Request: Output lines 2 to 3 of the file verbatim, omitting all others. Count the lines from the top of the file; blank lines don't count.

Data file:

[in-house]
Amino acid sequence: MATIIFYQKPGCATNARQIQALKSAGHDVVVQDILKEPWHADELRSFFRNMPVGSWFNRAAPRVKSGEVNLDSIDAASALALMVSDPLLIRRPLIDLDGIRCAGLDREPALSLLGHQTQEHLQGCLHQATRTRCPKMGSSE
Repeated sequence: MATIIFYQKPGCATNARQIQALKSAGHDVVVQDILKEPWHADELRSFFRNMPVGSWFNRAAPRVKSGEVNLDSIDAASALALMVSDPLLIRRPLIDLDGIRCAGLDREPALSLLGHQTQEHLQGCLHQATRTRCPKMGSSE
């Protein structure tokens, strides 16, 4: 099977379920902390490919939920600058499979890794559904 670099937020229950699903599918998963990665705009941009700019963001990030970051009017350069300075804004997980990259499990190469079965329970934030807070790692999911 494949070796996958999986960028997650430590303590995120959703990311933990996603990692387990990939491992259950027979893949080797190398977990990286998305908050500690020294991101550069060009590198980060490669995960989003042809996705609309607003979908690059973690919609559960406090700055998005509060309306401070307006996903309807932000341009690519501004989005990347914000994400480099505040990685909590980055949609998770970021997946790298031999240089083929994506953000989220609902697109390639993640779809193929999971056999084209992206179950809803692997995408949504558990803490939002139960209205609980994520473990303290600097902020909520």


Amino acid sequence: MATIIFYQKPGCATNARQIQALKSAGHDVVVQDILKEPWHADELRSFFRNMPVGSWFNRAAPRVKSGEVNLDSIDAASALALMVSDPLLIRRPLIDLDGIRCAGLDREPALSLLGHQTQEHLQGCLHQATRTRCPKMGSSE
Repeated sequence: MATIIFYQKPGCATNARQIQALKSAGHDVVVQDILKEPWHADELRSFFRNMPVGSWFNRAAPRVKSGEVNLDSIDAASALALMVSDPLLIRRPLIDLDGIRCAGLDREPALSLLGHQTQEHLQGCLHQATRTRCPKMGSSE